Digital technology is rapidly changing the business environment and customers' needs—and understanding and addressing these shifts will be essential for every business to ensure its success into the future, according to the Vodafone Trends Barometer 2018, released earlier in July.
"We are witnessing profound shifts across all industries, marked by the emergence of new business models, the disruption of incumbents and the reshaping of production, consumption, transportation and delivery systems," Klaus Schwab, executive chair of the World Economic Forum, said in the report. "On the societal front, a paradigm shift is underway in how we work and communicate, as well as how we express, inform and entertain ourselves."
The report gathers research along with insights from industry analysts and political, business, and economic thought leaders.
SEE: IT leader's guide to achieving digital transformation (Tech Pro Research)
Here are the four key trends that will change the business landscape this year and into the future, according to the report.
1. New global landscape
The global economy is being redefined by frequent political and societal changes, which increase uncertainty and risk for businesses, the report noted.
"Customers are less trusting, and in order to salvage relationships, businesses will be forced to manage disruption while delivering positive outcomes for society that create value for their brand," Andrew Morawski, president and country chairman of Vodafone Americas, wrote in a LinkedIn blog post about the report. "Businesses will be forced to work harder than ever to build and re-build customer trust to stay competitive."
2. Rethinking business models
New technology and the rapidly changing societal landscapes are driving new business models, according to the report. That means enterprises must rethink the way they have traditionally run their companies, and embrace new tools like digital technologies and data analytics to evolve and remain relevant.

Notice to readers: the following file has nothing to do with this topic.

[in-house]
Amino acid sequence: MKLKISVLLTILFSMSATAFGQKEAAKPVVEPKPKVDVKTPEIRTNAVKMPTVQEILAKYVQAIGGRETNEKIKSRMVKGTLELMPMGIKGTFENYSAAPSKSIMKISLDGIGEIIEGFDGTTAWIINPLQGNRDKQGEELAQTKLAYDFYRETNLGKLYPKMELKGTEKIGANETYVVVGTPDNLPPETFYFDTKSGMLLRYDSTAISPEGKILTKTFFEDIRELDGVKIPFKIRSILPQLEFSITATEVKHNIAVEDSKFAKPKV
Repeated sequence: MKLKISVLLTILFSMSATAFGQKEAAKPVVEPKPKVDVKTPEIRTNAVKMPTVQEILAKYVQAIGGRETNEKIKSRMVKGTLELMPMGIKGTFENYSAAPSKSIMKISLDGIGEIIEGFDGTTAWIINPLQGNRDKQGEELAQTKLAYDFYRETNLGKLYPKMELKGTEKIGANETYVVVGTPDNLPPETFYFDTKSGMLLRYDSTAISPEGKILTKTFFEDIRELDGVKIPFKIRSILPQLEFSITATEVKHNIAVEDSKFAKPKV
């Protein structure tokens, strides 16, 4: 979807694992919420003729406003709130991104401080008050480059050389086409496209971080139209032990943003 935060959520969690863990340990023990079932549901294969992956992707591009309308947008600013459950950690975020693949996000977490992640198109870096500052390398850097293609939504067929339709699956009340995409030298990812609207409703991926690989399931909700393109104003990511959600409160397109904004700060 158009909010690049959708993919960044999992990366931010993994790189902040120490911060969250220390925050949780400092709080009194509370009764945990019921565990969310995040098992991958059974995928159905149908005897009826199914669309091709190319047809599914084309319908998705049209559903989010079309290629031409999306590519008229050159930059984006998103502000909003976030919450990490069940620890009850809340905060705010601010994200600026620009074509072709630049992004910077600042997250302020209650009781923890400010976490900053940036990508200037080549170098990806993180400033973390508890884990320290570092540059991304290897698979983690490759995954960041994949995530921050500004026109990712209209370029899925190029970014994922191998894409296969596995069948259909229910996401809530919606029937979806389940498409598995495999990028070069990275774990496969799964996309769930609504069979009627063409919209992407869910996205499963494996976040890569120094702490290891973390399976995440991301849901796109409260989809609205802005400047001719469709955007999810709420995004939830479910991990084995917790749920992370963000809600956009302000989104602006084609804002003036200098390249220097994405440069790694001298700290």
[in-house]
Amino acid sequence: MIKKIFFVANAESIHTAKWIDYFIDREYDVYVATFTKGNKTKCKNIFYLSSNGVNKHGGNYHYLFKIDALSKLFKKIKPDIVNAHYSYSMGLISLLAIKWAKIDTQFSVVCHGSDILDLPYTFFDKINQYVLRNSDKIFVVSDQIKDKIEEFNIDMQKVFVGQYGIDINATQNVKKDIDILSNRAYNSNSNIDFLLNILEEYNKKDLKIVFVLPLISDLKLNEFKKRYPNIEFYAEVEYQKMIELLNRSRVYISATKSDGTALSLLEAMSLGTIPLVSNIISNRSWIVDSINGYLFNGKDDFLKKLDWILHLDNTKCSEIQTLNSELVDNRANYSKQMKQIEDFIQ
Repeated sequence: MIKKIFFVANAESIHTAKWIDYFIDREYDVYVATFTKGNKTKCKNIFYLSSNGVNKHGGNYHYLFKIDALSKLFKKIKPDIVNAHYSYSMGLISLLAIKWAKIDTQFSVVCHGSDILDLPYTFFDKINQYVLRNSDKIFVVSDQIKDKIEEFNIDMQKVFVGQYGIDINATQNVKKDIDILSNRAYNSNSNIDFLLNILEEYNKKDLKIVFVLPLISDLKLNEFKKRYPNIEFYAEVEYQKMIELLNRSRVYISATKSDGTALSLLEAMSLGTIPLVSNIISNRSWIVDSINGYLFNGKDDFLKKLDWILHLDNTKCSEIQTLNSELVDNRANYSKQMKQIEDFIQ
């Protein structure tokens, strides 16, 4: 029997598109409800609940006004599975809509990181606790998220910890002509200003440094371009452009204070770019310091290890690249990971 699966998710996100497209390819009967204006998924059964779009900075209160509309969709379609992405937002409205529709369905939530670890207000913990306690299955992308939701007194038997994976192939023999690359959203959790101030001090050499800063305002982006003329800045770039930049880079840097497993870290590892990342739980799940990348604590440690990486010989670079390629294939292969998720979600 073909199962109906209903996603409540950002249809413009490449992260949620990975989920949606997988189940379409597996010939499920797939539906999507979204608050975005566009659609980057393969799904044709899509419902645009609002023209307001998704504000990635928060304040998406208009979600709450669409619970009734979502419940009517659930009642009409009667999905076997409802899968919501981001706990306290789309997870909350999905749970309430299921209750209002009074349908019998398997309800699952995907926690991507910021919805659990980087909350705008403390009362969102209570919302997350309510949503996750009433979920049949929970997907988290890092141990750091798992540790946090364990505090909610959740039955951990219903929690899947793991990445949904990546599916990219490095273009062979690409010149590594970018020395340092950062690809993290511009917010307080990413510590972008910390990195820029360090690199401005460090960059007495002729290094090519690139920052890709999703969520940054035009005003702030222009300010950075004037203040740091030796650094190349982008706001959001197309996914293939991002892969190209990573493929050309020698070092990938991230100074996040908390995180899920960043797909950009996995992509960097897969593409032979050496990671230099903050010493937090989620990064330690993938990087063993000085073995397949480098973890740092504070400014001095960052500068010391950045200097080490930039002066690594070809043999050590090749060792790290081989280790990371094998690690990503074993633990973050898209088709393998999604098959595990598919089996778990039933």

3. Human and machine collaboration
Advances in artificial intelligence (AI) and machine learning have already impacted the workforce, and the relationship between humans and machines will likely continue to augment human skills, more so than replace them, the report noted. AI and automation will assist humans, and benefit them by helping them make better decisions, become more productive, and build new revenue opportunities and more personalized solutions.
"As jobs are redefined by machine integration, new skills will become essential to tomorrow's workforce," Morawski wrote in the post. "By monitoring new use cases and evaluating how they can best benefit from machine and human talent, companies will be better prepared for this new type of workforce."
4. Digital workplace
The digital workplace involves flexible, connected workspaces, as workers' digital lives become integrated across their job and home, according to the report. The plethora of communication and other digital tools available help workers more easily form agile teams, and then use machines to augment their efforts, the report noted.
"Flexibility and agility will define the success of the future labour market," the report stated. "Therefore, businesses must factor agile working into their culture and ensure they have continual access to digital skills when they require them."
Businesses should also work to build and maintain a diverse, inclusive workforce that empowers employees, the report noted, as this will increase productivity and improve decision-making.
The big takeaways for tech leaders:
- As technology rapidly changes the business environment and customers' needs, companies must address those shifts to remain relevant and successful. — Vodafone, 2018
- The four key trends that will change the business landscape this year and into the future are globalization, new business models, human/machine collaboration, and the digital workplace. — Vodafone, 2018
- How Sephora is leveraging AR and AI to transform retail and help customers buy cosmetics (free PDF) (TechRepublic cover story)
- Why CIOs have bigger IT budgets for 2018, and what they're buying (ZDNet)
- Digital transformation: A CXO's guide (TechRepublic)
- Robots don't want to takeyour miserable office job (CNET)
- Demand for AI talent exploding: Here are the 10 most in-demand jobs (TechRepublic)
Alison DeNisco Rayome has nothing to disclose. She does not hold investments in the technology companies she covers.
Alison DeNisco Rayome is a Senior Editor for TechRepublic. She covers CXO, cybersecurity, and the convergence of tech and the workplace.